It is worth pointing out that some softness on a compact, 15X zoom lens is to be expected. The effects of diffraction due to the small equivalent apertures (which crosses F10 equiv. at 35mm) just amplifies the softness. The camera's JPEG engine does do a fairly good job at compensating for this softness, and we expect that many ZS200 owners won't be bothered by it. The camera does offer a 'diffraction correction' mode, which adds additional sharpening at smaller apertures.


Given the softness of the lens, it's hard to judge how exactly much detail the ZS200 is capable of capturing. In terms of high ISO noise, the ZS200 looks about the same as the ZS100 as well as the Canon G7 X II and Sony RX100 III. The Canon and Sony do have a slight advantage here, as they were shot at a smaller aperture where there's less diffraction (the ZS can't go any faster than F5 at this focal length). Also, since those cameras have faster lenses, they let in more light, which reduces the need to increase the ISO.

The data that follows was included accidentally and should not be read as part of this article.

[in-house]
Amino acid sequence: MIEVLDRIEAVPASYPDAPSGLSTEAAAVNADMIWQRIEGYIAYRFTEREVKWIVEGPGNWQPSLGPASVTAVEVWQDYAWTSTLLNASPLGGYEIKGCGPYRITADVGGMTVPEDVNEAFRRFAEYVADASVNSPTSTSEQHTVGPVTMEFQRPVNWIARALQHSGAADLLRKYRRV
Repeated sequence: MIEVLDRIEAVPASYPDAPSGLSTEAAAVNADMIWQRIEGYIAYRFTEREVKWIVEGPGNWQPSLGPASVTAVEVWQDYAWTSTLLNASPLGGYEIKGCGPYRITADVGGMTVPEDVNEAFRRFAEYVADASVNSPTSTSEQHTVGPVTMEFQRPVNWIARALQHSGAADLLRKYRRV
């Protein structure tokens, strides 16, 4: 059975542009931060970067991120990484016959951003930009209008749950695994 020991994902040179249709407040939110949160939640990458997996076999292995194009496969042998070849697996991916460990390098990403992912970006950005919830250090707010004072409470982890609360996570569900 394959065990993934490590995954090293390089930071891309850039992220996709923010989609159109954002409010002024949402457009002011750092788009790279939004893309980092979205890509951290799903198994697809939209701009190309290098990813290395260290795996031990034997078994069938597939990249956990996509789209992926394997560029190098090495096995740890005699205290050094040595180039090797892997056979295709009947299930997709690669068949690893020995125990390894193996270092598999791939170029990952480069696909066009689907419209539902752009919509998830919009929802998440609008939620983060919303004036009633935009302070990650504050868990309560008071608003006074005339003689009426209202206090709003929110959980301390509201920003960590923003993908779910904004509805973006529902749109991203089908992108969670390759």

Something that has improved over the ZS100 is JPEG color accuracy. Yellows tended to have a greenish cast on the ZS100 and that's gone now. At the default white balance setting colors are warmer in low light, as well. (If you want 'cooler' color when using auto white balance, an 'AWBc' option will do just that.)

At higher sensitivities the ZS200's noise levels are about the same as on the ZS100 though, when viewing the results from the Canon G7 X II and Sony RX100 III, you can see that a lot of noise reduction is being applied. In low light the ZS200 and ZS100 are again about the same, with sharper results from the Canon and Sony models. It's hard to draw conclusions here due to the ZS200's soft lens, though.